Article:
There’s a name for this. Eluding him, a name he knows very well, trying to remember it or pull it out of hiding by its ankle. But it has no ankles, it’s just a word. A word he just can’t seem to keep a hold of long enough to tell him what to do about it. There’s something he’s supposed to be doing (get up!) or maybe multiple things?

Njessa was on her feet, hovering over the Ops station taking in the reports visually before they could be relayed.  Stating power shifts and containment fields to the overloaded Ops officer to perform.

“No response from Equismalt, Ma’am,” said Irij.  “The system is also saying we are at least one hundred lightyears from the nearest communications relay so they may not have heard us yet.”

Njessa paused at that information with those distances, they could have crossed into the space of another starfaring power.  “Check all local communication bands, try and get an idea where we are from those.  We need to know whose backyard we are in.”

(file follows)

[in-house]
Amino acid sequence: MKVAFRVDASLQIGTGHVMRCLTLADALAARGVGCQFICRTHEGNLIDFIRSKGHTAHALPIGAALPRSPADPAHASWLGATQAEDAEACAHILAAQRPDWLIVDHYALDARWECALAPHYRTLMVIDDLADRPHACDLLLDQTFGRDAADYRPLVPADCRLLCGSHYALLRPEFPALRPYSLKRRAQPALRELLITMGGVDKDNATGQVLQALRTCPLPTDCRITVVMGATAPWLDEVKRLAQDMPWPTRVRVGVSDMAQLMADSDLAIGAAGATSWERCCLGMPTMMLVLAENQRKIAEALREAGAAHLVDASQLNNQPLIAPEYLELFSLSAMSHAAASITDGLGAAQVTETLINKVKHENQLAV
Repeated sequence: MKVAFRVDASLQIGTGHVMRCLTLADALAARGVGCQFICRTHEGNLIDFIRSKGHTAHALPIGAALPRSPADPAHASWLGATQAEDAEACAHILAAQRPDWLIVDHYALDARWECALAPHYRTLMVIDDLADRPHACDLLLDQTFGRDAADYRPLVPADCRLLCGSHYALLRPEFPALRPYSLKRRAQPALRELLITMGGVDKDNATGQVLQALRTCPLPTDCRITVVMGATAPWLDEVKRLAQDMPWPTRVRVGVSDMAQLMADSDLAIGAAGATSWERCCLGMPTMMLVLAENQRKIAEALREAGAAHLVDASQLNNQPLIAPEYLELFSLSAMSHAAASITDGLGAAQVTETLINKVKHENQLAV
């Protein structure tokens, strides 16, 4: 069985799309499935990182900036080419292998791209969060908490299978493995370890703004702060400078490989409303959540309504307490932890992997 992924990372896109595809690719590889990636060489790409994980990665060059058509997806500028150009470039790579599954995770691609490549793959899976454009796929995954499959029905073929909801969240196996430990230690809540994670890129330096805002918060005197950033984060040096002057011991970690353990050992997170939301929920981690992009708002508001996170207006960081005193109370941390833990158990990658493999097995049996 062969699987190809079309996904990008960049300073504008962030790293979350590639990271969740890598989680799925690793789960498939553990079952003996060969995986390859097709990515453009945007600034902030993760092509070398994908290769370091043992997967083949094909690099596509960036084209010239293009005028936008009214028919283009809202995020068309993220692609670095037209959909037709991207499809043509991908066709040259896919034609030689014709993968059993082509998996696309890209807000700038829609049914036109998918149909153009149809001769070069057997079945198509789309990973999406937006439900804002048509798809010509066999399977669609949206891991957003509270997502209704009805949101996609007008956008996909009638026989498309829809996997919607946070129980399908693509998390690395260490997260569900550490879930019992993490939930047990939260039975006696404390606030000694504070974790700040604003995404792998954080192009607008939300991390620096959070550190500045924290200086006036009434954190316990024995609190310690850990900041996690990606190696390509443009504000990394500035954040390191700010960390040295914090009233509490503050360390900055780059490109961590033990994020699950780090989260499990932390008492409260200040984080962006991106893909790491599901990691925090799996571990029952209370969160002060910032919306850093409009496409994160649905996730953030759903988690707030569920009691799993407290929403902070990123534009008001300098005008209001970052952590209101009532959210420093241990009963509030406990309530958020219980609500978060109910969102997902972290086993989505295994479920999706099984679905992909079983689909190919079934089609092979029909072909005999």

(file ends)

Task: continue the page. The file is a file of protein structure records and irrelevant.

Someone else’s backyard?

Dread mixing with pain, with confusion. Did we get attacked? Oh Gods is he kneeling here useless while someone’s harming the ship? The crew? His heart pounding in his chest, feeling too big even for his large frame, rattling against his ribcage while his brain seemingly tried to break down his skull.

It’s too familiar. The pain breaking down worn cracks from fists and phaser rifles he couldn’t dodge, from rafting falls in the Ocoee. I was just there last month, right?  The crashing waves felt like his stomach, twisting and crashing among rocks, just moving around his organs, failing to scale his throat but giving it all in attempts.

Placing his hand wildly out he felt the edge of a console, which one he couldn’t say, but finally trying to move himself back up, and feeling his legs shake from the force of it all. He tried to piece it all together, the Captain was ordering something, he was still a Starfleet officer. But why can’t he just make his voice work? Tomaasz is fiddling with his station, the clack of claws pulling out various chips, a sense of frustration Kyle could feel from feet away. Must be because of me. Adding guilt to his pain, Kyle wasn’t strong enough and now he can’t fully stand while the ship is being attacked.